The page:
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ii, there most often, pluy-
'Knt or loft on other occasions.
th^^f Ki’ound, hit well, and
‘'®test man on bases of any
'■i'e local lot.
a few played center some, Kearns
'^he Vann several tipies.
On named above played right
Wit}^ ’^^61’ent days.
''ifficun*^°°‘’ "material at hand, the main
^''ori^ seemed to be lack of team-
®^t vp '^'^'^''if'ual shifting of positions.
expect to put out a team
clean up anything in this
Moore, in Albemarle News
^rbine Test Personnel
® gives the names of
'^‘■bino in the Yadkin Falls
and their several depart-
Riser*”/^ Observers—Roy Archer, W.
Sicl *^allahan, Edw. Cottin,
Rinehart, D. Burris,
Season* played most of the
altti®®™"'^- T. Vann, and Kearns
Pi'ob-ihi whole. Smith
®hort r showing. At
Sinij.^ * ann played most of the season,
tried 't'^^ ^*^e>'e a few times. Norwood
^inisti * and toward the
the ^ source of trouble all
was tried there.
Was th several games, T. Vann
otice 0^*^^ ^ eouple of times, Hoffman
it on [ and H. Cooper essayed
"’ealf occasions. It remained the
f-t. jj .. 'eld, Stratton was a perfect
and sc^ ‘®'ded clearly, hit with the best,
^''^one'2 in proportion than
out of ^ fl'actured arm kept him
a time v,^ Same for several weeks, at
In "'as badly needed.
is"'"' ' '■
Scroll Case Samples—A. L. Scott, M.
H. Tucker, R. A. Cook.
Pump Dilution Samples—T. V. Staton.
Carpenter Foreman—3. C. Burgess.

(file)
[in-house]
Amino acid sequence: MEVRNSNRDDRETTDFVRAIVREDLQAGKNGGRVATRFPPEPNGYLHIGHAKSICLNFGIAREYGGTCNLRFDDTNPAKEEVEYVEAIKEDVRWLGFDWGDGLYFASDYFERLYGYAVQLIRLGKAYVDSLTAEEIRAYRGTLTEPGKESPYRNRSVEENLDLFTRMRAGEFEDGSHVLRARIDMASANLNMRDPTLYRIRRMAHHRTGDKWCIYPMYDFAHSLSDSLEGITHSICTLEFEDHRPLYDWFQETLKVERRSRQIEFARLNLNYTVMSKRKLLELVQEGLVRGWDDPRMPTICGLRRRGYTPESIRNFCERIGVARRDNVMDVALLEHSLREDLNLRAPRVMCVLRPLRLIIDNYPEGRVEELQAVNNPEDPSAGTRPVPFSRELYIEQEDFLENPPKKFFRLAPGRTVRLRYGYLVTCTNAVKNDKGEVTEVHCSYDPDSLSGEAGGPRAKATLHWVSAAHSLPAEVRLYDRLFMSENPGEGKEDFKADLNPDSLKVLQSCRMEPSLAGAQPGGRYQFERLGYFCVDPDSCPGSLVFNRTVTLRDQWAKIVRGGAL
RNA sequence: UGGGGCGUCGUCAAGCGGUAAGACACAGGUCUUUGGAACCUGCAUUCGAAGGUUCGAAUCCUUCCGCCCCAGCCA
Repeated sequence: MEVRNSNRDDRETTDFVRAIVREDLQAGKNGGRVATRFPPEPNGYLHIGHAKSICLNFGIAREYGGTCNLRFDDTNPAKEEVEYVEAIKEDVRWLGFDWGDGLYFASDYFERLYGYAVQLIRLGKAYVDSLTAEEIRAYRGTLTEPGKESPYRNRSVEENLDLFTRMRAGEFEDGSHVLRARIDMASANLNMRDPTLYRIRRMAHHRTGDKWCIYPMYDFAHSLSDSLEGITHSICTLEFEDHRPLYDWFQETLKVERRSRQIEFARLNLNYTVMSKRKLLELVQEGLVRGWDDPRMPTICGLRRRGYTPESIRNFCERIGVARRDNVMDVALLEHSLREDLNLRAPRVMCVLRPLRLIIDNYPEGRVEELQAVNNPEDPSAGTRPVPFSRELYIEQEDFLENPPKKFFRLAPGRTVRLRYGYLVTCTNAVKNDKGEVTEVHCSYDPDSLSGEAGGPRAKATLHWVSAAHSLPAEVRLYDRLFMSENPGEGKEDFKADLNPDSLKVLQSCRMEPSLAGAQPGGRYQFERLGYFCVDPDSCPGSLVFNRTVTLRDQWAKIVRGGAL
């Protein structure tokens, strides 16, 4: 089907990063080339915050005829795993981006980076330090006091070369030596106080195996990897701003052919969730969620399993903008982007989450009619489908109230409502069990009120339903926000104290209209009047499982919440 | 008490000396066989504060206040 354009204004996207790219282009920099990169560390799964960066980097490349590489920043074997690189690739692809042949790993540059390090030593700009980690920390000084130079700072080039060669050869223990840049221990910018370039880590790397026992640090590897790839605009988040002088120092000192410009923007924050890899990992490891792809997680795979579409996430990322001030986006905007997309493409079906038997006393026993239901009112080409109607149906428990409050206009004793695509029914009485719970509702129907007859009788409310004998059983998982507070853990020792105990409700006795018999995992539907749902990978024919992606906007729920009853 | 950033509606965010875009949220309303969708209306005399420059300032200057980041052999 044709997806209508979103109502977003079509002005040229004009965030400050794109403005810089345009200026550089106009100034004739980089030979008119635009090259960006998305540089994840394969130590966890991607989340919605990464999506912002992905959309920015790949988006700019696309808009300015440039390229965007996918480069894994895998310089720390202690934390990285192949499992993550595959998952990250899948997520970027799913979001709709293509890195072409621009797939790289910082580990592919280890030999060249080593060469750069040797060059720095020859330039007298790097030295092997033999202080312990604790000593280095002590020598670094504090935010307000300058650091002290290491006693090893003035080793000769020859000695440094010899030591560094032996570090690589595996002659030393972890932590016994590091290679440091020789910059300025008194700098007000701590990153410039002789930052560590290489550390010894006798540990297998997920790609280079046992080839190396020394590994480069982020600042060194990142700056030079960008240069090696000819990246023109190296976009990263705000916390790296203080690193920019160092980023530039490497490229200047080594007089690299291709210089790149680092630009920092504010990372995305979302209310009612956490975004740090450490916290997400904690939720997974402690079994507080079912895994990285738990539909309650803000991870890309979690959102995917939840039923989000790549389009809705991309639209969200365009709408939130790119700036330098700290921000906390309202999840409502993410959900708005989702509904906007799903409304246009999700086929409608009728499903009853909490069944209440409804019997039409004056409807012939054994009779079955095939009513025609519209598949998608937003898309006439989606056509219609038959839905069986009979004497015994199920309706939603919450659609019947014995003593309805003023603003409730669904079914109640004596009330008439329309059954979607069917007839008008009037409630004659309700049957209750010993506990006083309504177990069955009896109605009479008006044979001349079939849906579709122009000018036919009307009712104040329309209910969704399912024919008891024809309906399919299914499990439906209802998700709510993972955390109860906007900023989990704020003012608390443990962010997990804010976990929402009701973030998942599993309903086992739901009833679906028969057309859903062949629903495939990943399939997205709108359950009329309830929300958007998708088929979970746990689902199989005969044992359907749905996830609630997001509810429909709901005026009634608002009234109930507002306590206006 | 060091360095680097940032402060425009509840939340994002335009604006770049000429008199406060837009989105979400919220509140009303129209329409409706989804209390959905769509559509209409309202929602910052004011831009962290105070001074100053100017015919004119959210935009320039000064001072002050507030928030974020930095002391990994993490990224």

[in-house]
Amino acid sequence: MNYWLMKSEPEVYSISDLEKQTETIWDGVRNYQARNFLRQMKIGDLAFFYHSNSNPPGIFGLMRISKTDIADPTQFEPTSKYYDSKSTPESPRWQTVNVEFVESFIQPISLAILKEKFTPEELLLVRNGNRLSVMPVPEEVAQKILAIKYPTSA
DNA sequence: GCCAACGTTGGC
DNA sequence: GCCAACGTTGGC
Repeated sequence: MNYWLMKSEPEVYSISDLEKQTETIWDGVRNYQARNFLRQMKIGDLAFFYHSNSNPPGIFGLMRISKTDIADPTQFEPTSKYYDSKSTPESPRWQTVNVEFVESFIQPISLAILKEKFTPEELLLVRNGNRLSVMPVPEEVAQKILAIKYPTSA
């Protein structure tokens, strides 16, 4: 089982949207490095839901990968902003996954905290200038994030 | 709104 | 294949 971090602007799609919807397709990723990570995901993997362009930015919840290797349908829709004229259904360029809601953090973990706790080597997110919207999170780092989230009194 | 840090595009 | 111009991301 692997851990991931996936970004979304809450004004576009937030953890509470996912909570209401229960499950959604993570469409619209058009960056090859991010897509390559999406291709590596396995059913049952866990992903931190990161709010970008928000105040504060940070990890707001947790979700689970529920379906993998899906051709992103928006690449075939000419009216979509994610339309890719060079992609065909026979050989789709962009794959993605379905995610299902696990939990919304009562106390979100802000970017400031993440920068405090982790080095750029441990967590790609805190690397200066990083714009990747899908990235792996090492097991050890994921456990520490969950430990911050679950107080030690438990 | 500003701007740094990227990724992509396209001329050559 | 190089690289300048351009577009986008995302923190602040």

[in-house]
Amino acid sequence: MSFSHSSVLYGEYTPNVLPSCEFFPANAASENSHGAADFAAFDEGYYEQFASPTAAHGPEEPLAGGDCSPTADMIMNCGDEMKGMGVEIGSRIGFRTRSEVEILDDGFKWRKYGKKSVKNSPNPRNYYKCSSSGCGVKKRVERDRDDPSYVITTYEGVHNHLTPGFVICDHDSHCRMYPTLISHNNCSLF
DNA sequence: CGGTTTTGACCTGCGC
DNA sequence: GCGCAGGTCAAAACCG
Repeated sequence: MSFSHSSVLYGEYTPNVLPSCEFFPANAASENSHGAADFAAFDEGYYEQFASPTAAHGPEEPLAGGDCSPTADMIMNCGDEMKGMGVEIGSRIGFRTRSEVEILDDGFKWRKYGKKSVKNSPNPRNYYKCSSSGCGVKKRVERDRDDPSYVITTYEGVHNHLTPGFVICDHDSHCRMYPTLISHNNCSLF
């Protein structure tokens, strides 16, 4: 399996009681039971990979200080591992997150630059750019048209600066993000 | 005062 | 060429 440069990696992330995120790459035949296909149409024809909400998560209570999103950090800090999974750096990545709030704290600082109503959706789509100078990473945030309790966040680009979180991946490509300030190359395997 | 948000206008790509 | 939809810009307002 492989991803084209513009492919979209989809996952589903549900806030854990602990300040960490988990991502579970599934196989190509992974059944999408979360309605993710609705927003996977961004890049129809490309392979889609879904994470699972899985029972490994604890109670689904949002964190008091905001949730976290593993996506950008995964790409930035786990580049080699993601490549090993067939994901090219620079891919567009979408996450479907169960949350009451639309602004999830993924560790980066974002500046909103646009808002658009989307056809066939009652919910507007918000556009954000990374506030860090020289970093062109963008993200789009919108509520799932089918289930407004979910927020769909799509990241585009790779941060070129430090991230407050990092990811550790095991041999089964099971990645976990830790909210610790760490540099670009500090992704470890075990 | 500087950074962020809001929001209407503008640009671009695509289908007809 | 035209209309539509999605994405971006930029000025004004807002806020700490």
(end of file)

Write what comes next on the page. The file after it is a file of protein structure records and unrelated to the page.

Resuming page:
Pipefitter Foreman—A. L. McKmney.
Rigger Foreman—Robt. Morton.
Master Mechanic—A. L. Scott.
A. H. ("FARMER”) SCOTT
*■ = in South America. “Scotty
l,roperties in pgcember, 1915, and
has been hei digged He has been
he will be great ^ pomuany for a num-
•*», tho Alum num Company lui
with the the plants
bar of yeais, having j paUg,
"Scotty” is one of our “characters”—
a man whose exterior manner is in nota
ble contrast with the inner qualities of
his nature. His warm-hearted generosity
and unselfishness were never failing, as
likewise his readiness to help in ail times
“Scotty” will carry with him the best
wishes of a host of friends.
“Farmer” Scott to South America
Mr. A. H. Scott, better known as
“Farmer” Scott, has left Badin to take
up work on the Aluminum Company s
Badin’s Labor Day
Sunday evening, the weather prophets
were predicting “no circus” for Labor
Day, but when morning came the
weather was clear and cool. It was an
ideal day for a celebration.
In the afternoon, the Badin ball team
got sweet revenge for their recent defeat
at the hands of Mount Gilead. York
was in form, the local batters had their
eyes trained on the ball, and the result
was eleven to two in our favor. The
crowd filled the stands, and overflowed
to the field.
A real parade was the forerunner of
the circus. Scheduled to start at seven-
fifteen, the streets near the Postoffice
were lined with people by seven. At
seven-thirty, the band struck up a march
(and just here it is time to state that
it is a real band—a dandy band—a well
trained band), the horses and mules re
sponded to the “Giddap” cry, and one of
the best parades a small city ever put
on had begun.
To describe the floats, wagons, cages,
animals, and clowns of the parade would
be impossible. No one person saw it all,
as it was not a set and fixed movement, ,
but more the individuality of those who
composed it. Somehow the sedateness
of Bill Stoes in his conveyance, and the
picture of Shake Williford unveiling his
loaf of bread, a forlorn looking country
woman who was not quite certain what it
Ok '^luatp ^‘"i^^ew.
u ^ist- T ' —J. B. Cochran,
li-arnhart, J. M. Burris,
,^pr(d,y Assistants. .
v®de ft”'®'" ^livations—L. F. Burris,
Carrick, A. M.
• A. vr Elevations—J. W. Cornill,
Snmide«—R. C. Bromel-
. in and “PUT OVER” THE FINE ELECTRICAL
men who interesting FEATURES OF OUR CIRCUS.
SHOW, WHICH WAS o
C A. Morgan, John
'^'vei'd*^' Cl- P- Goode, H.